The Slippery Slope of Sanctuary

Sanctuary policies that protect illegal aliens do not exist in a vacuum; they reflect a mindset. What began as an attempt to ensure “law-abiding” illegal aliens that it was safe for them to report crimes or provide information to police has turned into stringently enforced ordinances that protect even violent criminals from being turned over to immigration authorities for deportation.

Lest anyone think that disdain for the rule of law was unique to immigration laws, recent rapidly escalating events indicate that sanctuary policies were just the first loose thread in an attempted systematic unravelling the fabric of civil society.

What began as forbearance for impoverished immigration law violators, eventually morphed into protection for criminal aliens and a form of self-righteous resistance to the very notion of immigration laws in the name of “social justice.” Some of America’s most progressive (a euphemistic term for nihilistic and anarchical) bastions have crashed through that barrier and are careening toward the abolition of nearly all civil laws in pursuit of social justice. They are now testing whether it is possible to have justice – social or otherwise – without laws.

In Philadelphia, George Soros-funded District Attorney Larry Krasner has ceased prosecuting even many violent criminals. In the City of Brotherly Love, commission of a crime involving a gun is more likely to land you in a therapy session than a court of law. (Soros, not coincidentally, has committed vast amounts of money to breaking down immigration laws.) Under Krasner, criminals receive “social justice,” while Philadelphians endure the nation’s second highest homicide rate. Needless to say, Philadelphia has proudly been a sanctuary for illegal aliens for years.

But Philadelphia’s got nothing on Seattle, when it comes to dismantling the rule of law in the name of social justice. A decade ago, Seattle crossed the barrier between passively shielding illegal aliens from federal authorities to actively protecting criminals, when it reduced the maximum sentencing for misdemeanor offenses (some of which can be quite serious crimes), for the expressed purpose of preventing noncitizens from being deported.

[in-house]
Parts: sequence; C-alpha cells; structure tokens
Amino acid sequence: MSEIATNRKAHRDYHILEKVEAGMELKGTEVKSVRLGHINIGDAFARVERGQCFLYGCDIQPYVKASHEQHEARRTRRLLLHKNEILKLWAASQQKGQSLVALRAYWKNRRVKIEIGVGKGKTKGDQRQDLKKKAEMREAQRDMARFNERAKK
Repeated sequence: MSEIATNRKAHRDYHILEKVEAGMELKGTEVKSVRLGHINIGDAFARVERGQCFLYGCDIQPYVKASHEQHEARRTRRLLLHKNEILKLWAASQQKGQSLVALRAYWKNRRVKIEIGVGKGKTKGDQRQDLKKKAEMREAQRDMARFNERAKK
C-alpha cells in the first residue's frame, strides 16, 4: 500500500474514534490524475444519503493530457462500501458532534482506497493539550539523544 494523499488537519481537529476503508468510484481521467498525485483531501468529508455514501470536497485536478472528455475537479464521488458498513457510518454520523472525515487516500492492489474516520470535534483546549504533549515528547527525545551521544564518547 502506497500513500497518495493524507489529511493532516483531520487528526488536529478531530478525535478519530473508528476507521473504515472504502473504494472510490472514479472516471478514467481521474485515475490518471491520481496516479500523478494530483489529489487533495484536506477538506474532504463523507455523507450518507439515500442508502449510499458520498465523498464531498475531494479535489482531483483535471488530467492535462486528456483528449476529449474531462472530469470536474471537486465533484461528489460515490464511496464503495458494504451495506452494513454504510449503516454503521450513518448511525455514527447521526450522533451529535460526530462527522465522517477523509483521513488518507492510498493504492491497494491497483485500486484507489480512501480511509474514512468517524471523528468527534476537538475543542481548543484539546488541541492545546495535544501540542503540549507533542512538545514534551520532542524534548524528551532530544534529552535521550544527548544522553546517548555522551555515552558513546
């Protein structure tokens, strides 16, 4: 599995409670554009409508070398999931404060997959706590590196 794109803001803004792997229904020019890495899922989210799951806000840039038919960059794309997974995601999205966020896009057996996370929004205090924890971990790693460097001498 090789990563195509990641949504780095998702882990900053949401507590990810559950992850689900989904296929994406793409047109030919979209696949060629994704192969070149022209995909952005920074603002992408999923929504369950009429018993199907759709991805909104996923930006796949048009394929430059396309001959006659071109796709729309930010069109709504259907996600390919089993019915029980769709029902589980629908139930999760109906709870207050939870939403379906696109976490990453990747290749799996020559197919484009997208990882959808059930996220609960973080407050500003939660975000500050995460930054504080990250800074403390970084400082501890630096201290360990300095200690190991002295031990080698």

Having negated laws in order to protect immigration law violators, Seattle now stands on the banks of the Rubicon, on the verge of eliminating nearly all civil and criminal laws in the city. Earlier this fall, City Councilwoman Lisa Herbold introduced (snuck, might be a more appropriate verb) legislation that would have eliminated prosecution of virtually all misdemeanor “crimes of poverty,” thereby excusing perpetrators who could show “substance abuse disorder,” “mental disorder,” or “poverty.”

These crimes account for about 90 percent of prosecutions in the city. According to Change WA, under Herbold’s amendment to the city’s budget (which was dropped for now), “Any perpetrator with a credible claim of behavioral health symptoms – anything from drug use to depression – would effectively have blanket immunity from prosecution for misdemeanor assault, theft, harassment, trespass, stalking, car prowl, and 100 other Seattle criminal laws.”

The long-running assault on immigration laws and enforcement, it seems, has been less of an end in itself for progressive nihilists than a first step in pursuit of much greater ends: tearing down a social system that they see as irredeemably racist, repressive, and paternalistic. As journalist Christopher Rufo observes, in the worldview of hard core progressives, the people who break laws are forced to do so “to secure their very existence. Therefore, as society is the perpetrator of this inequality, the crimes of the poor must be forgiven. The crimes are transformed into an expression of social justice.”

With a new administration that seems committed to abolishing all meaningful immigration enforcement and excusing violators in the name of social justice set to take office, the nation could lose more than just control of its borders.

About Author


Ira joined the Federation for American Immigration Reform (FAIR) in 1986 with experience as a journalist, professor of journalism, special assistant to Gov. Richard Lamm (Colorado), and press secretary of the House Defense Appropriations Subcommittee. His columns have appeared in National Review, LA Times, NY Times, Washington Post, Newsweek, and more. He is an experienced TV and radio commentator.